Newark Academy faculty are consistently reimagining the educational rigor that the school is known for. Each day NA educators bring innovative, engaging and challenging experiences to students in order to help instill within them with a genuine love of learning. This focus on academic excellence is affirmed by NA’s supportive community – one in which students learn together while developing as confident individuals with integrity.
To recognize and express appreciation for these efforts, parents and students made gifts to the NA Annual Fund as part of Teacher Appreciation Week on May 3-7. Throughout the week, several of the gifts made honored the entire faculty and staff, but most were given as a special “thank you” to one or more teachers who made a lasting impact on the lives of the donating student and their family. Teachers and staff members who were honored with such gifts received personal notes of appreciation.
NA also celebrated longstanding faculty and staff who announced their retirement at the conclusion of the 2020-21 school year. These faculty and staff members include:
Math Teacher Scott Johnson (38 years)
Middle School Office Manager Chris Johnson (24 years)
Director of Library and Media Services Bob Mallalieu (39 years)
Director of Administrative Services Eileen Gilbert (37 years)
Humanities Teacher Amy Schottland (22 years)
As one NA faculty member noted, “There is no better gift to receive from a student or parent than hearing them say ‘thank you for your efforts.’ It really means the world to us.” Teacher Appreciation Week contributed a total of $17,235 to the Annual Fund – and a year’s worth of smiles on the faces of the faculty.
Students Explore Engaging Topics Through Master Classes
In place of the traditional end-of-the-year June Term, Newark Academy Upper School students in Grades 9 through 11 participated in Master Classes during the week of June 7, 2021. The Master Classes provided a week of experiential learning and engaging workshops for students to explore engaging topics through short, self-contained and activity-focused workshops that featured NA's "Six Cs" of skill development in action (critical thinking, creativity, collaboration, communication, character, cultural competency).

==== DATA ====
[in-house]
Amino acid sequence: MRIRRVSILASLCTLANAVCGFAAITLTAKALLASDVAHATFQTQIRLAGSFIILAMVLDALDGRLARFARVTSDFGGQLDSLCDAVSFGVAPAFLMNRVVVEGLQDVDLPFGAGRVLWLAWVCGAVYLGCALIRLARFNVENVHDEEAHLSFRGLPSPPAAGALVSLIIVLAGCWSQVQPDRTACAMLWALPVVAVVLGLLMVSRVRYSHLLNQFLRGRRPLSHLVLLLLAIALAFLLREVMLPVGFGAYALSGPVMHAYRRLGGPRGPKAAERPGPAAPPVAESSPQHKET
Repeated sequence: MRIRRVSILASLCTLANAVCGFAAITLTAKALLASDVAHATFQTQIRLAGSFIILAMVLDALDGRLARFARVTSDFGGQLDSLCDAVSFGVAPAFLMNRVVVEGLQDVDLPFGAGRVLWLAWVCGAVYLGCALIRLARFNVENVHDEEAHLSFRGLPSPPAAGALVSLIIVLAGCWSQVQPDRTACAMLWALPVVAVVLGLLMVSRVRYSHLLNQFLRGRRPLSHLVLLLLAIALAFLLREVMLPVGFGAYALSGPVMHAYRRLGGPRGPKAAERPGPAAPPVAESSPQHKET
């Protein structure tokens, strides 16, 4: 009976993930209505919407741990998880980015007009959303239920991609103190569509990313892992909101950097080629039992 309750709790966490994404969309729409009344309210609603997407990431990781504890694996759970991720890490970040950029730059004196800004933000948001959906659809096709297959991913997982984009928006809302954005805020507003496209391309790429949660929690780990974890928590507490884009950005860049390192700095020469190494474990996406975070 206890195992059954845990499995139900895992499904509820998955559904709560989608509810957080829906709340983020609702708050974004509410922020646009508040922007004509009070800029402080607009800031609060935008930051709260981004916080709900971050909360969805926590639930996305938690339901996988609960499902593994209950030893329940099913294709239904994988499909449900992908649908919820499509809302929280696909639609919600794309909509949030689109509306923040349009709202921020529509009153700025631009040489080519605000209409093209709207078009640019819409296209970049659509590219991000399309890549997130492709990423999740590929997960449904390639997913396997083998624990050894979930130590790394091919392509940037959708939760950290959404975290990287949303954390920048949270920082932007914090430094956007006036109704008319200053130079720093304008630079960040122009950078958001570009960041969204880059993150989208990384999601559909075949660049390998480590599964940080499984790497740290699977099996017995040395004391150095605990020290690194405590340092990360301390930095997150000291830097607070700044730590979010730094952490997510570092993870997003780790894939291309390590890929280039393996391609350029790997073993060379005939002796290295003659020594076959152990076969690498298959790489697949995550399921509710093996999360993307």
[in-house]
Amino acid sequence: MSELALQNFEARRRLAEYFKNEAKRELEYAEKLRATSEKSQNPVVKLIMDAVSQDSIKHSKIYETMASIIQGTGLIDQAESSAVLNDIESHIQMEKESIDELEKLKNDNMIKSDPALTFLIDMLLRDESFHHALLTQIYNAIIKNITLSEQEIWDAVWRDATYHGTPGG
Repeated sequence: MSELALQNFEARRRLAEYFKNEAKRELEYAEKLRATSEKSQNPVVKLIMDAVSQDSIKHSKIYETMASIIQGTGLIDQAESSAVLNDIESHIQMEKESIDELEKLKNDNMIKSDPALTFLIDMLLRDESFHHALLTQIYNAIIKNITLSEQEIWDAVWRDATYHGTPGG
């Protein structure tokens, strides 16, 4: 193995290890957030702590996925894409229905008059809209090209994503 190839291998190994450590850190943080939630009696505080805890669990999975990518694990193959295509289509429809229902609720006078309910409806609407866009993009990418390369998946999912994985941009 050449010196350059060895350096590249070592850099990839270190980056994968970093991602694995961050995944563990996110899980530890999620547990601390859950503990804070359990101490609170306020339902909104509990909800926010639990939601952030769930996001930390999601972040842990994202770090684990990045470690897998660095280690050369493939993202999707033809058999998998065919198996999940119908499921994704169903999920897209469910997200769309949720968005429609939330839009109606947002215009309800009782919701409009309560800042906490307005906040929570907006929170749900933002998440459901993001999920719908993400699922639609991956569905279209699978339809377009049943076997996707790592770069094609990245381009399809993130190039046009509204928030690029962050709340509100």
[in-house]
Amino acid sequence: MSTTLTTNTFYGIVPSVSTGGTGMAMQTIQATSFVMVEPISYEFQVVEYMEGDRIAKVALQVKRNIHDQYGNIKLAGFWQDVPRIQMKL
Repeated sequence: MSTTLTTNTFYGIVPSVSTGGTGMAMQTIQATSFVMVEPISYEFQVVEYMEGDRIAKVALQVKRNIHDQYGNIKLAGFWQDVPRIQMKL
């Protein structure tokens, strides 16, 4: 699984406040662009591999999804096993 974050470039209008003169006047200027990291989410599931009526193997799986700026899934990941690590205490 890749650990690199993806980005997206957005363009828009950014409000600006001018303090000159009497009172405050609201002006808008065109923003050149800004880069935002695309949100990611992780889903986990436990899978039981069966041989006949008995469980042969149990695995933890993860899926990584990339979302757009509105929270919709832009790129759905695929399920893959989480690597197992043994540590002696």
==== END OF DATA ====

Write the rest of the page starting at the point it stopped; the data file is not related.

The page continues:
Through the generosity of NA donors, faculty were able to transform their outside passions into 40 unique and diverse Master Classes such as Game Theory; Forensics; Environmental Sculpture; Textile Upcycling; Absurdist Short Stories; Guitar 101 and Mindfulness, Yoga and Guided Imagery.
“The Engineering Epiphanies course, for example, challenged students to change the way they think about the technologies they use every day by reverse engineering common devices,” says Director of Studies Jeffrey Vinikoor. “In Mexican Muralism and Spanish Cubism, students learned about the historical events that shaped intellectual and artistic movements in Mexico and Spain and created their own works of art.”
Watch these videos to learn more about our Master Class experiences.
Community Service Efforts Create and Enhance Partnerships in the City of Newark
In light of Newark Academy’s approaching 250th anniversary in 2024 and renewed calls for social justice initiatives, NA’s community service program strengthened its existing partnership with programs and organizations in the city of Newark during the 2020-21 school year. These partnerships, which demonstrate the NA community’s generosity of spirit and commitment to service, include a multi-year engagement with Covenant House and a long-standing and evolving partnership with The Apostles’ House.
The Covenant House partnership includes an annual Solidarity Sleepout each November, with NA students raising awareness and funds in support of housing and services for young people who have experienced abuse, neglect, abandonment, homelessness and human trafficking. Although November 2020’s Solidarity Sleepout took place as a virtual event, approximately 180 NA students participated, garnering $15,915 for this important effort.